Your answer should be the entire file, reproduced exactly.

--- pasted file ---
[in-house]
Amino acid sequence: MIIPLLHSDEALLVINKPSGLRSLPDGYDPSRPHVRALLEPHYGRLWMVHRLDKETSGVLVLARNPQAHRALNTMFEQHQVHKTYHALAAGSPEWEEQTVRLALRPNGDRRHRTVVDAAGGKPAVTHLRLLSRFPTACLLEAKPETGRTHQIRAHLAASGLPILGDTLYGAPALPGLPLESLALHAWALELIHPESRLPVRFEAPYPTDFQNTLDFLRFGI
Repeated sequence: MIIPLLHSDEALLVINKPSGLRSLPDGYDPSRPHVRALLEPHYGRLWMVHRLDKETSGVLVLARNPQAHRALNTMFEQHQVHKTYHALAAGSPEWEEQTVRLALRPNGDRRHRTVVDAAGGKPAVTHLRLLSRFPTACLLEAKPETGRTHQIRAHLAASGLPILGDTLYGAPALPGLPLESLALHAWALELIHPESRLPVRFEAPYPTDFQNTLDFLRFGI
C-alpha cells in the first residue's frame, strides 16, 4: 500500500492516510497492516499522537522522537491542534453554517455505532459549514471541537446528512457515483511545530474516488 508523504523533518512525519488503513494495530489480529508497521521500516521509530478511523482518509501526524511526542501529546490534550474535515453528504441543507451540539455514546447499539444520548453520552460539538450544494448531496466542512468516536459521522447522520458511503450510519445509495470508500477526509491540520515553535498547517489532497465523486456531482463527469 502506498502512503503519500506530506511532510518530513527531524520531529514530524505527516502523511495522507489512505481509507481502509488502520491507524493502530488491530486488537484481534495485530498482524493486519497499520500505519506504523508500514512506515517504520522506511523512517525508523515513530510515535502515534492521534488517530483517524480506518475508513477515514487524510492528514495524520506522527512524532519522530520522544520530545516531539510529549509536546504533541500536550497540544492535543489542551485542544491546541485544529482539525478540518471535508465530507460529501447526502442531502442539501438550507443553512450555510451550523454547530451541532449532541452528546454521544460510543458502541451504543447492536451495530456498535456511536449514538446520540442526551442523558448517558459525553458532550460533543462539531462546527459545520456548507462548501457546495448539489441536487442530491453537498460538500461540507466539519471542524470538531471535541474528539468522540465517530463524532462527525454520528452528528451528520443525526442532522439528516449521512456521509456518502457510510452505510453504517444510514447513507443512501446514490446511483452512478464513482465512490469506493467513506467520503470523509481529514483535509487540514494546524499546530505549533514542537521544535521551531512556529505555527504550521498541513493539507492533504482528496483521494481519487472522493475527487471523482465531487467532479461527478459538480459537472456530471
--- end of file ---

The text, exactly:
[in-house]
Amino acid sequence: MIIPLLHSDEALLVINKPSGLRSLPDGYDPSRPHVRALLEPHYGRLWMVHRLDKETSGVLVLARNPQAHRALNTMFEQHQVHKTYHALAAGSPEWEEQTVRLALRPNGDRRHRTVVDAAGGKPAVTHLRLLSRFPTACLLEAKPETGRTHQIRAHLAASGLPILGDTLYGAPALPGLPLESLALHAWALELIHPESRLPVRFEAPYPTDFQNTLDFLRFGI
Repeated sequence: MIIPLLHSDEALLVINKPSGLRSLPDGYDPSRPHVRALLEPHYGRLWMVHRLDKETSGVLVLARNPQAHRALNTMFEQHQVHKTYHALAAGSPEWEEQTVRLALRPNGDRRHRTVVDAAGGKPAVTHLRLLSRFPTACLLEAKPETGRTHQIRAHLAASGLPILGDTLYGAPALPGLPLESLALHAWALELIHPESRLPVRFEAPYPTDFQNTLDFLRFGI
C-alpha cells in the first residue's frame, strides 16, 4: 500500500492516510497492516499522537522522537491542534453554517455505532459549514471541537446528512457515483511545530474516488 508523504523533518512525519488503513494495530489480529508497521521500516521509530478511523482518509501526524511526542501529546490534550474535515453528504441543507451540539455514546447499539444520548453520552460539538450544494448531496466542512468516536459521522447522520458511503450510519445509495470508500477526509491540520515553535498547517489532497465523486456531482463527469 502506498502512503503519500506530506511532510518530513527531524520531529514530524505527516502523511495522507489512505481509507481502509488502520491507524493502530488491530486488537484481534495485530498482524493486519497499520500505519506504523508500514512506515517504520522506511523512517525508523515513530510515535502515534492521534488517530483517524480506518475508513477515514487524510492528514495524520506522527512524532519522530520522544520530545516531539510529549509536546504533541500536550497540544492535543489542551485542544491546541485544529482539525478540518471535508465530507460529501447526502442531502442539501438550507443553512450555510451550523454547530451541532449532541452528546454521544460510543458502541451504543447492536451495530456498535456511536449514538446520540442526551442523558448517558459525553458532550460533543462539531462546527459545520456548507462548501457546495448539489441536487442530491453537498460538500461540507466539519471542524470538531471535541474528539468522540465517530463524532462527525454520528452528528451528520443525526442532522439528516449521512456521509456518502457510510452505510453504517444510514447513507443512501446514490446511483452512478464513482465512490469506493467513506467520503470523509481529514483535509487540514494546524499546530505549533514542537521544535521551531512556529505555527504550521498541513493539507492533504482528496483521494481519487472522493475527487471523482465531487467532479461527478459538480459537472456530471